Adherence Intervention for HIV-infected Drug Users

NCT ID: NCT02907697

Adherence Intervention for HIV-infected Drug Users
Many people living with HIV use illicit drugs, which leads to worsened health outcomes and increased transmission of HIV due to poor adherence to medication regimens. This research will develop an intervention targeting medication adherence that is tailored to the unique needs of HIV-infected drug users. This research will promote adherence and improve treatment outcomes among HIV-infected drug users thereby minimizing the development of drug resistant strains of HIV and reducing transmission.
This K23 research and training award advances the long-term goal of improving treatment outcomes and reducing transmission of HIV among HIV-infected drug users. The proposed training and research plans will enable the PI to develop the skills needed for an independent research career in the area of illicit drug use and HIV adherence intervention. The objective of this award is to develop skills in implementation science, behavioral intervention development and evaluation with drug using populations, and in-depth qualitative data analysis to accelerate refinement and effective implementation of interventions for HIV-infected drug users. Multiple comorbidities such as drug use and HIV act synergistically to produce poorer health outcomes and increase morbidity, mortality, and transmission of HIV. Consequently, effective and sustainable interventions adapted to drug users to improve antiretroviral medication adherence and reduce risk behaviors are urgently needed. Drug users present unique treatment challenges compared with other HIV-infected populations, including lower rates of adherence and inferior treatment outcomes. Additionally, interpersonal factors, including social support, negative patient-provider interactions, and socioeconomic challenges present significant barriers to adherence. Thus, the generalizability of current adherence interventions to drug users is limited, and there is a pressing need for efficacious interventions adapted to HIV-infected drug using populations. This project addresses this gap by being the first to adapt and test the acceptability and efficacy of a combined adherence and brief motivational intervention for HIV-infected drug users. Specifically, the intervention will augment the established Life Steps adherence intervention to include: (1) a tailored Life Steps module addressing the unique needs of illicit drug users, aimed at improving medication adherence; (2) a brief Motivational Interview to address drug use and other risk behaviors; and (3) two follow-up booster sessions. A three-phase, top-down research approach to adapt, refine, and pilot test the intervention will be conducted. Phase 1 will include focus groups with HIV-infected drug users currently prescribed antiretroviral medications and individual interviews with community-based clinicians. Phase 2 will include manual development, therapist training, a pilot trial, in-depth qualitative interviews, and further manual revisions. Phase 3 will include a small, 2-armed (intervention vs. health education control) randomized controlled trial with 60 HIV-infected drug users. Feasibility, acceptability, and preliminary indication of improvement in antiretroviral adherence and reduction in drug use will be examined at 1-, 3-, and 6-month follow-ups. To enable the PI to pursue this long-term research agenda, she will work with experienced mentors to build three areas of expertise: (1) proficiency in qualitative research methods and analysis; (2) skills in intervention development and evaluation with illicit drug using populations; (3) expertise in advanced longitudinal data analysis; and (4) implementation science. This K23 study addresses a key priority in HIV treatment science, and it will fully prepare the PI for an independent research career as an HIV intervention scientist.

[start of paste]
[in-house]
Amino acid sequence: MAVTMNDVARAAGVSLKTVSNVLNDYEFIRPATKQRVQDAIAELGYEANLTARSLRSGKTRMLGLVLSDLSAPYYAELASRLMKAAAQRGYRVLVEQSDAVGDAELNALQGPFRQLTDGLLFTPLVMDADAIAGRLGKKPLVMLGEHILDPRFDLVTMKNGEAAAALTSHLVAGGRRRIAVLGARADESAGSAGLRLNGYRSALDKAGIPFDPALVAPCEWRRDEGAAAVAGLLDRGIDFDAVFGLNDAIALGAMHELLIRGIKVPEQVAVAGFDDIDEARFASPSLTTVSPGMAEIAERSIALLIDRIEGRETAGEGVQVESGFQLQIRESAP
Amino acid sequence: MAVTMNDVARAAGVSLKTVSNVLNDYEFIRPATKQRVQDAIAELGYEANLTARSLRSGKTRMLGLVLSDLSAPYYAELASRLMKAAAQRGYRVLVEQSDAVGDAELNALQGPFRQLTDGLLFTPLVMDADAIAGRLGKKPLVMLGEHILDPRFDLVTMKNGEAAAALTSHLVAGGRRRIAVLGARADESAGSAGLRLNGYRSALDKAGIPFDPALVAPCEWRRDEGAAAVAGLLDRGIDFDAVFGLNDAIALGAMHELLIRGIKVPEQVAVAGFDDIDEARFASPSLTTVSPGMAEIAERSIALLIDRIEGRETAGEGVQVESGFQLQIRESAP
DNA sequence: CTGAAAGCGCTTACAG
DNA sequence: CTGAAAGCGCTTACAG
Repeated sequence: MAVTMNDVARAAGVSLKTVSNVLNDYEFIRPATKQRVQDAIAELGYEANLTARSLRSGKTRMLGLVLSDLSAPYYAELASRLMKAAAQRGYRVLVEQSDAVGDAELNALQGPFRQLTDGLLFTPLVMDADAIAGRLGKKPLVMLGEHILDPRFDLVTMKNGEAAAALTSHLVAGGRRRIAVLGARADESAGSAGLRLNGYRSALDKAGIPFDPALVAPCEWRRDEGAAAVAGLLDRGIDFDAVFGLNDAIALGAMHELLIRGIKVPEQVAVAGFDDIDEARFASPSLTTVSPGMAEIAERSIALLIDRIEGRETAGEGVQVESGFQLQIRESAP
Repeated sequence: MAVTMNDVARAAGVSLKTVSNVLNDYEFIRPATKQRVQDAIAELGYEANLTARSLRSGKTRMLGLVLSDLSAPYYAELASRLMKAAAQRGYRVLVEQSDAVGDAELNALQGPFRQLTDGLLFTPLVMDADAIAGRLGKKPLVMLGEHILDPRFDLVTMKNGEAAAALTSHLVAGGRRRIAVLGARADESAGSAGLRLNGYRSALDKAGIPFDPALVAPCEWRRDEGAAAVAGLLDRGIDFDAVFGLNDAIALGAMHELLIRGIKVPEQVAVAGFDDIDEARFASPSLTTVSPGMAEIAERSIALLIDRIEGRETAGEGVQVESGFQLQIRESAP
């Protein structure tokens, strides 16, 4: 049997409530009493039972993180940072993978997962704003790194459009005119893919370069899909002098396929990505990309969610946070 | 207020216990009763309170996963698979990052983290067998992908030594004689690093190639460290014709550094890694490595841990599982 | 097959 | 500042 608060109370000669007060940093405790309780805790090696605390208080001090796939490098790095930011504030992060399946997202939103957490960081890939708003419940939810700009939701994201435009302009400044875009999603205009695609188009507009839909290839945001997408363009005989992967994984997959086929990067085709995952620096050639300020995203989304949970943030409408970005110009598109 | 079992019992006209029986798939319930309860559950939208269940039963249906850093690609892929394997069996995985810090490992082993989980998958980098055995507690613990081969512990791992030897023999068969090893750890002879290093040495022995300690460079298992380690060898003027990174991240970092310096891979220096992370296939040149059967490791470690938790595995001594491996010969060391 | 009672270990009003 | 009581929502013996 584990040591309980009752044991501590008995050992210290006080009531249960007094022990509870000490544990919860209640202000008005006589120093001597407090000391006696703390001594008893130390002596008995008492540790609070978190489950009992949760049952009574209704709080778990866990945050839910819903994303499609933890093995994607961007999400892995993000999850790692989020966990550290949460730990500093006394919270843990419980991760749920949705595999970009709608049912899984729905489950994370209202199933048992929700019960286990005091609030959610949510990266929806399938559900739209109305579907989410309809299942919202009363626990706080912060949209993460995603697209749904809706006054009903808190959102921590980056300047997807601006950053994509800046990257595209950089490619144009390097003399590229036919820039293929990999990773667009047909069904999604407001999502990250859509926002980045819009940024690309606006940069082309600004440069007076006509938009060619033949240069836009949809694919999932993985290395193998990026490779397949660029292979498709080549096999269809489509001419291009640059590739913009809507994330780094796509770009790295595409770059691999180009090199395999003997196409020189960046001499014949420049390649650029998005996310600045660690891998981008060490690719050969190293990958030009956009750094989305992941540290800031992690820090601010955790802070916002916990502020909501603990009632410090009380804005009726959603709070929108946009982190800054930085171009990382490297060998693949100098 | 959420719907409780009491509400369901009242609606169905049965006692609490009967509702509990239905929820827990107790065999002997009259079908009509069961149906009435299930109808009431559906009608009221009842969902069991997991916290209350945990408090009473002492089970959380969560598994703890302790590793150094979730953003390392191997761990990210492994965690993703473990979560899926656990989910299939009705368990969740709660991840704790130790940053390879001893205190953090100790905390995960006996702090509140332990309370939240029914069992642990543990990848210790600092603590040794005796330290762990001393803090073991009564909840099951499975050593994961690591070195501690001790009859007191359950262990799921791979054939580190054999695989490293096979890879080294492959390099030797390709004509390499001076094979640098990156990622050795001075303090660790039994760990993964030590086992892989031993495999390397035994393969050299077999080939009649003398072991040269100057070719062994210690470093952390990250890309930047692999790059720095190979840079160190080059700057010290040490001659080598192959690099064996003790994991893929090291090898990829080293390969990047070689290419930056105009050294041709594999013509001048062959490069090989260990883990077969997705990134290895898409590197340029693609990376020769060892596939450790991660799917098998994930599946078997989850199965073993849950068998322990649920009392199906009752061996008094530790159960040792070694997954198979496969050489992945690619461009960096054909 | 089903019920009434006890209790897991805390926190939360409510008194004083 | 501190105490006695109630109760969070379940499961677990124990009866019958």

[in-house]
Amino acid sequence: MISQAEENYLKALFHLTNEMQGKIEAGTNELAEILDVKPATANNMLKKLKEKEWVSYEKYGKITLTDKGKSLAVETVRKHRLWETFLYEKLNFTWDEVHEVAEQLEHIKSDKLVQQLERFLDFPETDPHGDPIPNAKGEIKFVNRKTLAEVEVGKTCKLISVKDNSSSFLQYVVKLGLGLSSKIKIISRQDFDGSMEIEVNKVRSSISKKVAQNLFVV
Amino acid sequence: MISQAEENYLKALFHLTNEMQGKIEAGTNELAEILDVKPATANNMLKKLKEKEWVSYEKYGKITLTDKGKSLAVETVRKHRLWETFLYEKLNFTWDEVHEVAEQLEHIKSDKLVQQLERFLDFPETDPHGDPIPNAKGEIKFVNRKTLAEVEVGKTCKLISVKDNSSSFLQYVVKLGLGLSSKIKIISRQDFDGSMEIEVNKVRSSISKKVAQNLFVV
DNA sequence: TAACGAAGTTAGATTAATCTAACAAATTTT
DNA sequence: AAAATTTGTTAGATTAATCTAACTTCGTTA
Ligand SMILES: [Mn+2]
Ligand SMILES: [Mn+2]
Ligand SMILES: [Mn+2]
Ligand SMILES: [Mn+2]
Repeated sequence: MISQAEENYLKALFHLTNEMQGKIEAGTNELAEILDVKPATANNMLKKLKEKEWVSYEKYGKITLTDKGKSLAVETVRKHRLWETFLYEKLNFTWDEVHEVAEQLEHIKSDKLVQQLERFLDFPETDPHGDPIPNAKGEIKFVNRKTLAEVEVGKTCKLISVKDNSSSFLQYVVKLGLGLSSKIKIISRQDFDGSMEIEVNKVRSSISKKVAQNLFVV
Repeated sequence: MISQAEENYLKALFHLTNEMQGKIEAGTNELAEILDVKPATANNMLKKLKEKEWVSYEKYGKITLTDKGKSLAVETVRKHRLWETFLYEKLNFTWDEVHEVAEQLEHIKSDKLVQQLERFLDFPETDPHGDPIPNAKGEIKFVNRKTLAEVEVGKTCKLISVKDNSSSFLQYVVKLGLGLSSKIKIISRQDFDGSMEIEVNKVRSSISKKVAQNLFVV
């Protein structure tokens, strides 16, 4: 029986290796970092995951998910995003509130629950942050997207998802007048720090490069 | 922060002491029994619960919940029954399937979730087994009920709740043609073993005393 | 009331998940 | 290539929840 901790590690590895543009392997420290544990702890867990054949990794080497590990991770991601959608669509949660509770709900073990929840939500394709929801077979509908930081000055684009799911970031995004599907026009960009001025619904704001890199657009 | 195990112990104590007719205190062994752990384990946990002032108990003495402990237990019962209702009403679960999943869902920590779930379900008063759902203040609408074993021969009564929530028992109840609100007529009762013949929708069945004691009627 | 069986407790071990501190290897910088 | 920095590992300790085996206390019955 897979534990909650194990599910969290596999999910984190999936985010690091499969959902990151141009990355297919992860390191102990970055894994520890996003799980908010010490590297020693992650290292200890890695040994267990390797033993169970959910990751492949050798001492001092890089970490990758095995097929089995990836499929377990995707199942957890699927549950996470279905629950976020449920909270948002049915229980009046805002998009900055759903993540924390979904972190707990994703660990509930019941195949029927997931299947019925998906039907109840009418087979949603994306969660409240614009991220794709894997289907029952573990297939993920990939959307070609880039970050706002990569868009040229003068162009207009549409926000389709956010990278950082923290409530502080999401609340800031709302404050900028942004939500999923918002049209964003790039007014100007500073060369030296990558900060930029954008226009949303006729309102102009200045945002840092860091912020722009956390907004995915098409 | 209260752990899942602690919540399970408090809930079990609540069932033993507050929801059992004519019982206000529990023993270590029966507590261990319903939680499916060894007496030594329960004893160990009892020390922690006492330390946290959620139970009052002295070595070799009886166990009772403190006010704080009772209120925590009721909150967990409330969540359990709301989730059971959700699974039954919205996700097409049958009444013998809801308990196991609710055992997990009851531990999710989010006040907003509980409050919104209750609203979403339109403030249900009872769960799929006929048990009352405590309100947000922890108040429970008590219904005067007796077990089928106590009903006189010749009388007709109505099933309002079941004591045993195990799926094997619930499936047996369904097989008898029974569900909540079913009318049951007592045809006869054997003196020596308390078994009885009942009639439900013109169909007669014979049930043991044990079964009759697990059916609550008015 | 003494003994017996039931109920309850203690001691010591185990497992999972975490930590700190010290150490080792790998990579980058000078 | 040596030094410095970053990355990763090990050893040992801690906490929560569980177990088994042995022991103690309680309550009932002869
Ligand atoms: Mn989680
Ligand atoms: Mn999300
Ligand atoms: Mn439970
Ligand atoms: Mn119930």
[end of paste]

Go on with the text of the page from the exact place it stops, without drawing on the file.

HIV, Substance Use
HIV/AIDS, adherence, substance use, HIV care continuum
Rhode Island Hospital
Rhode Island Hospital
Active, not recruiting
Last Updated
13 Sep 2016
Official Link